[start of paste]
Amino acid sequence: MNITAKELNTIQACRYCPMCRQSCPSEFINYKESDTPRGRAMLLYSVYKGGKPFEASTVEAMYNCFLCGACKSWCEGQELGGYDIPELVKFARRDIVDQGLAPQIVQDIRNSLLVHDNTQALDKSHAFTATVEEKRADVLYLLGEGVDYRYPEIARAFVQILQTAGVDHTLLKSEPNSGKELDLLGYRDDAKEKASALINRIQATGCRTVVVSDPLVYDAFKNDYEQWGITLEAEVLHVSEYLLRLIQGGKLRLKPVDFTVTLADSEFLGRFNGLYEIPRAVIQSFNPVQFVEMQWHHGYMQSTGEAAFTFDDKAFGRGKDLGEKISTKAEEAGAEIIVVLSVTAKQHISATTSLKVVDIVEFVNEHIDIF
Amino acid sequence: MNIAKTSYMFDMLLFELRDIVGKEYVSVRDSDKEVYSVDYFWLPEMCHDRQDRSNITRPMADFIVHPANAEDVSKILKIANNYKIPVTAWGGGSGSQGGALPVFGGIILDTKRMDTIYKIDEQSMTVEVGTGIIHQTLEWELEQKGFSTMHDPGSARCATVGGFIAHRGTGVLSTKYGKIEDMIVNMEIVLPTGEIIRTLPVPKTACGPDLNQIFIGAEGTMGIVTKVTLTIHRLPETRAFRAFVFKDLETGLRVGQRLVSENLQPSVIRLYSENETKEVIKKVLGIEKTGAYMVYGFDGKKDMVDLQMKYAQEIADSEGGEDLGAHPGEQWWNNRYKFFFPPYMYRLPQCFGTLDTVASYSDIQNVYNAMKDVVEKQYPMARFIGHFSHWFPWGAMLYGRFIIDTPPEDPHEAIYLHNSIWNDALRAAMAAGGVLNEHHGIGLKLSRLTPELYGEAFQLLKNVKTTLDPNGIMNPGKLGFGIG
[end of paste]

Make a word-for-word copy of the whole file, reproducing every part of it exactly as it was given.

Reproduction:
Amino acid sequence: MNITAKELNTIQACRYCPMCRQSCPSEFINYKESDTPRGRAMLLYSVYKGGKPFEASTVEAMYNCFLCGACKSWCEGQELGGYDIPELVKFARRDIVDQGLAPQIVQDIRNSLLVHDNTQALDKSHAFTATVEEKRADVLYLLGEGVDYRYPEIARAFVQILQTAGVDHTLLKSEPNSGKELDLLGYRDDAKEKASALINRIQATGCRTVVVSDPLVYDAFKNDYEQWGITLEAEVLHVSEYLLRLIQGGKLRLKPVDFTVTLADSEFLGRFNGLYEIPRAVIQSFNPVQFVEMQWHHGYMQSTGEAAFTFDDKAFGRGKDLGEKISTKAEEAGAEIIVVLSVTAKQHISATTSLKVVDIVEFVNEHIDIF
Amino acid sequence: MNIAKTSYMFDMLLFELRDIVGKEYVSVRDSDKEVYSVDYFWLPEMCHDRQDRSNITRPMADFIVHPANAEDVSKILKIANNYKIPVTAWGGGSGSQGGALPVFGGIILDTKRMDTIYKIDEQSMTVEVGTGIIHQTLEWELEQKGFSTMHDPGSARCATVGGFIAHRGTGVLSTKYGKIEDMIVNMEIVLPTGEIIRTLPVPKTACGPDLNQIFIGAEGTMGIVTKVTLTIHRLPETRAFRAFVFKDLETGLRVGQRLVSENLQPSVIRLYSENETKEVIKKVLGIEKTGAYMVYGFDGKKDMVDLQMKYAQEIADSEGGEDLGAHPGEQWWNNRYKFFFPPYMYRLPQCFGTLDTVASYSDIQNVYNAMKDVVEKQYPMARFIGHFSHWFPWGAMLYGRFIIDTPPEDPHEAIYLHNSIWNDALRAAMAAGGVLNEHHGIGLKLSRLTPELYGEAFQLLKNVKTTLDPNGIMNPGKLGFGIG